User fees are charged at all public health facilities in Tanzania, but specific groups are exempt from their payment including: pregnant women, children under five years of age, people with chronic conditions, the elderly, and the poor. Households can enrol in the Community Health Fund (CHF), a community-based health insurance scheme, to avoid having to pay user fees at public primary care facilities, at an annual premium of between TZS 5,000 (US $ 2.40) to TZS 30,000 (US $ 14.40) depending on the district. The poor are also supposed to be eligible for free enrolment in the CHF. The National Health Insurance Fund (NHIF) also provides free access to services across all service levels and types of facility to its members. However, coverage is limited to the formal sector, and contributions are made directly at source (6 % of salary). National health insurance coverage is around 15 % [20].

There are various guidelines and commonly accepted practices in the Tanzanian health sector for identifying the poor, with the result that at the local level there is significant discretion for community leaders and health workers to determine which, if any, measures are to be applied [21, 22]. According to Mubyazi this policy failure to define ‘who are the poor’ or how the poor should be assessed has caused confusion among health-care providers [21]. Some of the people who are eligible for exemptions are still incurring out of pocket payments when seeking health care at public facilities [23], with variation across districts [4, 23].

In 2010 the Tanzania National Health Insurance Fund (NHIF), with technical support from GFA Consulting group and funds from the German Development Bank (KfW) introduced a programme to give poor pregnant women free NHIF health insurance cards in Mbeya and Tanga regions, and free CHF cards to their households. The scheme initially used individual targeting to identify poor women for enrolment in the scheme using a scorecard. It was expected that the scorecard system might subsequently be used for poverty identification elsewhere in the country. The scorecard is based on eight indicators (housing materials, roof type, sanitation, fuel for cooking, remoteness from health providers, income, food security (measured in terms of the number of meals per day) and the number of dependants and those with disabilities (Table 1). A score rate of between 8 and 16 points qualifies the person as eligible to receive the insurance card [24]. The poverty dimensions included on the scorecard were adapted from those used in voucher programmes elsewhere in Sub-Saharan Africa [25].

Data collection methods

To assess the reliability of the poverty scorecard, a survey of 2,623 households of women who had delivered within the previous 12 months was conducted in April 2012 across two districts (Mbarali and Kilolo) as part of an evaluation of the free health insurance card programme [26]. Households were sampled using a modified version of the Expanded Program on Immunization (EPI) type sampling scheme from villages surrounding 48 health facilities within the districts [26]. Before the tool was administered, the household was screened using the NHIF poverty scorecard. The aim was to sample households of differing wealth status: two-thirds scoring poor or average and the remaining one-third non-poor and ineligible for the insurance card. Households were then asked a series of questions on ownership of assets and housing particulars and average monthly consumption expenditure in relation to food, clothing, housing services (rent), energy, transport, communication and spending on health (e.g., medicine, transport for health care seeking and consultation fees).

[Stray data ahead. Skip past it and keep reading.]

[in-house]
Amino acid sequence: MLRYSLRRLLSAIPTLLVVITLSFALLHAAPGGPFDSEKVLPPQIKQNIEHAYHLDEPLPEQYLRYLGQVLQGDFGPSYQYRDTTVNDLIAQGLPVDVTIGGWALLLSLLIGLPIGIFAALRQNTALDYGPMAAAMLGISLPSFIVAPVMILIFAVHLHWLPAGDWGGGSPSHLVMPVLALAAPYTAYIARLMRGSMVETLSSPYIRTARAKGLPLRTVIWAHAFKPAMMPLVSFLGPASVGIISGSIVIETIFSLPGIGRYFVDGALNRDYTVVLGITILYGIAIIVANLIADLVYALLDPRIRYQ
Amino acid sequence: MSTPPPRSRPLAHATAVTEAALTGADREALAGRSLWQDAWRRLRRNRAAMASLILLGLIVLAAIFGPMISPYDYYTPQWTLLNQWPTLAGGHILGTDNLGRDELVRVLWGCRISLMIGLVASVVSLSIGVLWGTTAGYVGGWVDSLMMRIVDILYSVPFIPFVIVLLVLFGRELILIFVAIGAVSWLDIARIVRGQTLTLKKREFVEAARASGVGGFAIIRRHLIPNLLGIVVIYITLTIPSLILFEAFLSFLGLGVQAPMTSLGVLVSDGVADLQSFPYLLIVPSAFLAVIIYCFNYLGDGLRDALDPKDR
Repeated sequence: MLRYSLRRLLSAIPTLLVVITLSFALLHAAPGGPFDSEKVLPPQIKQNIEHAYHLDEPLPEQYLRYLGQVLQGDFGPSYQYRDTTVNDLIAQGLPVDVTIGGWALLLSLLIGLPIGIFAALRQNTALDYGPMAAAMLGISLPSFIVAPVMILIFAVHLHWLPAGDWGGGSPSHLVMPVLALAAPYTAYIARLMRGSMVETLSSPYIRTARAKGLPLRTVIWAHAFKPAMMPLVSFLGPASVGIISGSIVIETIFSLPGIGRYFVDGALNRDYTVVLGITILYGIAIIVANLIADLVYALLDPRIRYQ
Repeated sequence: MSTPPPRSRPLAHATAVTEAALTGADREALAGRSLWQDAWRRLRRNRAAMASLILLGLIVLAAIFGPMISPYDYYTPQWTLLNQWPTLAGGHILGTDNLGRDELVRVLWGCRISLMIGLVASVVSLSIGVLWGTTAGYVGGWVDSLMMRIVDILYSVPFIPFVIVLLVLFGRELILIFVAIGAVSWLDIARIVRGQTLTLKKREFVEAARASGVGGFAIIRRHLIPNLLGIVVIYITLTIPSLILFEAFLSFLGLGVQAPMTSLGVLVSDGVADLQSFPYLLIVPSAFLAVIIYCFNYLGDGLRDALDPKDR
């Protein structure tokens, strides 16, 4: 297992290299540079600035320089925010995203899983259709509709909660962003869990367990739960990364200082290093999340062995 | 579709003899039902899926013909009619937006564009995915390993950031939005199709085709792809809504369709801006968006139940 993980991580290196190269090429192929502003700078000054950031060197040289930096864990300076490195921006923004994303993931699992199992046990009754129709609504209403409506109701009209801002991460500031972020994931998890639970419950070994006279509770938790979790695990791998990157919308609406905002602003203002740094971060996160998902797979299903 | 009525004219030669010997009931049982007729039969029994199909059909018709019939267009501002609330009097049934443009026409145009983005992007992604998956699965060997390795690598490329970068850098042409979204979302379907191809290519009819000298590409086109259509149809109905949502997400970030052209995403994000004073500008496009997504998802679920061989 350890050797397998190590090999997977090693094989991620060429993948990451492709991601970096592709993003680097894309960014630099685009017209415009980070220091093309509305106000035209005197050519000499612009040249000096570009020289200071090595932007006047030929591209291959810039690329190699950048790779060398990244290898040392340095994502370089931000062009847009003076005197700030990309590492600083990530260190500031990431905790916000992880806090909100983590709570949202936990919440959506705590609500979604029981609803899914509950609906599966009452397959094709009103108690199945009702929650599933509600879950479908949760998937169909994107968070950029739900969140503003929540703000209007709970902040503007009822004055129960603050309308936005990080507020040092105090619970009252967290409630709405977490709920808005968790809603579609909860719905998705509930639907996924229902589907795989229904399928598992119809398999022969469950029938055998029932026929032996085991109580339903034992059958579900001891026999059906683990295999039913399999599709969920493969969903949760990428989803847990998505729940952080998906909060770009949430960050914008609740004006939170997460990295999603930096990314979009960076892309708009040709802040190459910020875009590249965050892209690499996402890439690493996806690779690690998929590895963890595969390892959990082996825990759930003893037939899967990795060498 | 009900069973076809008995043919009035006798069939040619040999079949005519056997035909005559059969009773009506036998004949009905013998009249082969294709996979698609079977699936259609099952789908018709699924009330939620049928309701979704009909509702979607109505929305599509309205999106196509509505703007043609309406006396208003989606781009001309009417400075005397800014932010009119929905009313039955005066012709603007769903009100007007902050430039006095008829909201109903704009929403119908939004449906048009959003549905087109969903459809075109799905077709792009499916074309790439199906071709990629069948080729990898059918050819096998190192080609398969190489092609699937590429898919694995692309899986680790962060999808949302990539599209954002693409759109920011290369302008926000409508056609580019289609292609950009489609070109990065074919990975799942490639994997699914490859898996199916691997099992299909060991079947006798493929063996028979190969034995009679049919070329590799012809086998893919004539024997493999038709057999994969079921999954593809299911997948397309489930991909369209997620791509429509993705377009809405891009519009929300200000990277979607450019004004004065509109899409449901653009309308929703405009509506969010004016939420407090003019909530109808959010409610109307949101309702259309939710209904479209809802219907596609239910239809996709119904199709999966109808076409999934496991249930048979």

Purposive sampling was used to select 39 key informants for interviews across district, health facility and community levels. At the health facility level, three facilities were chosen to represent at least one facility at each level of the health system and based on geographic location in the district and annual caseload of deliveries. National poverty criteria used by the Tanzanian Social Action Fund (TASAF) were then reviewed with district managers to identify three of the poorest villages and corresponding hamlets in the catchment of each facility. Eight focus groups were conducted in these communities with three among men and six among women who had a child under the age of one year. The participants were asked about their impressions of the pro-poor health insurance program, including the criteria for identifying the poor. Interviews and focus groups were conducted by Tanzanian researchers in Swahili and digitally recorded. Interviewers used recordings and field notes to produce full transcripts which were translated into English. One of the researchers, who is fluent in Swahili and English, conducted quality checks on the transcripts and translations.

Data analysis methods

We created a wealth index including indicators relating to housing characteristics (water source, toilet type, source of fuel used for cooking, source of light, nature of flooring, nature of roof, nature of walls, number of rooms) and assets (electricity, radio, TV, DVD player, mobile phone, iron, fridge, sewing machine, tables, sofas, cupboards, motorbike, car, bank account) using polychoric principal component analysis (PCA). Polychoric PCA is preferred since the standard PCA assumes a linear relationship between the variables [8] which does not apply well to dummy or categorical variables [27]. Further it has been argued that transforming categorical variables into dummy variable for use in PCA may lead to loss of potential information especially when the categories have a meaningful ordering [27]. Total monthly consumption expenditure was estimated as the sum of expenditure across the seven expenditure components identified above, in Tanzanian Shillings. When using the NHIF scorecard we estimated the overall score for each household.